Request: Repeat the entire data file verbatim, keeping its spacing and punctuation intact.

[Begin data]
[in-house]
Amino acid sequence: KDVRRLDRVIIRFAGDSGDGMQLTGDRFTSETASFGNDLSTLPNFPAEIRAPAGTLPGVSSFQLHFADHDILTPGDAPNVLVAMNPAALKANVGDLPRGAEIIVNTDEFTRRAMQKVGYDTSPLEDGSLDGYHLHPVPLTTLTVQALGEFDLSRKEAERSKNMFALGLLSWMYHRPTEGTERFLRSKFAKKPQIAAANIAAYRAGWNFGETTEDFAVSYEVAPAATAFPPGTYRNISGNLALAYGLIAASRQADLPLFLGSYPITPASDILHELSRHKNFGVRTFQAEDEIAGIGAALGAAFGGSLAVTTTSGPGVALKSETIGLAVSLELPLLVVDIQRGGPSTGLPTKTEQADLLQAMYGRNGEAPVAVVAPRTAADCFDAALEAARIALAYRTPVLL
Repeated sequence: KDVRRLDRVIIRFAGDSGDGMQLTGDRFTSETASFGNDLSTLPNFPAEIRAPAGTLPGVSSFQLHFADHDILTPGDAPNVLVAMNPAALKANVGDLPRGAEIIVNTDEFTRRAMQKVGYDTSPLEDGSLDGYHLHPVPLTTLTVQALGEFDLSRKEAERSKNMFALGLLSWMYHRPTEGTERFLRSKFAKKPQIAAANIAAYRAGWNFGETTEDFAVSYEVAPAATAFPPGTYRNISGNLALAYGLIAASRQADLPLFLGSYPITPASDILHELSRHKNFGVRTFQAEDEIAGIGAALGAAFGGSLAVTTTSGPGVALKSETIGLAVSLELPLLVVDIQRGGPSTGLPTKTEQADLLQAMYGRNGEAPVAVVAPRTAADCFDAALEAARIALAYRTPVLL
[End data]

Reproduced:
[in-house]
Amino acid sequence: KDVRRLDRVIIRFAGDSGDGMQLTGDRFTSETASFGNDLSTLPNFPAEIRAPAGTLPGVSSFQLHFADHDILTPGDAPNVLVAMNPAALKANVGDLPRGAEIIVNTDEFTRRAMQKVGYDTSPLEDGSLDGYHLHPVPLTTLTVQALGEFDLSRKEAERSKNMFALGLLSWMYHRPTEGTERFLRSKFAKKPQIAAANIAAYRAGWNFGETTEDFAVSYEVAPAATAFPPGTYRNISGNLALAYGLIAASRQADLPLFLGSYPITPASDILHELSRHKNFGVRTFQAEDEIAGIGAALGAAFGGSLAVTTTSGPGVALKSETIGLAVSLELPLLVVDIQRGGPSTGLPTKTEQADLLQAMYGRNGEAPVAVVAPRTAADCFDAALEAARIALAYRTPVLL
Repeated sequence: KDVRRLDRVIIRFAGDSGDGMQLTGDRFTSETASFGNDLSTLPNFPAEIRAPAGTLPGVSSFQLHFADHDILTPGDAPNVLVAMNPAALKANVGDLPRGAEIIVNTDEFTRRAMQKVGYDTSPLEDGSLDGYHLHPVPLTTLTVQALGEFDLSRKEAERSKNMFALGLLSWMYHRPTEGTERFLRSKFAKKPQIAAANIAAYRAGWNFGETTEDFAVSYEVAPAATAFPPGTYRNISGNLALAYGLIAASRQADLPLFLGSYPITPASDILHELSRHKNFGVRTFQAEDEIAGIGAALGAAFGGSLAVTTTSGPGVALKSETIGLAVSLELPLLVVDIQRGGPSTGLPTKTEQADLLQAMYGRNGEAPVAVVAPRTAADCFDAALEAARIALAYRTPVLL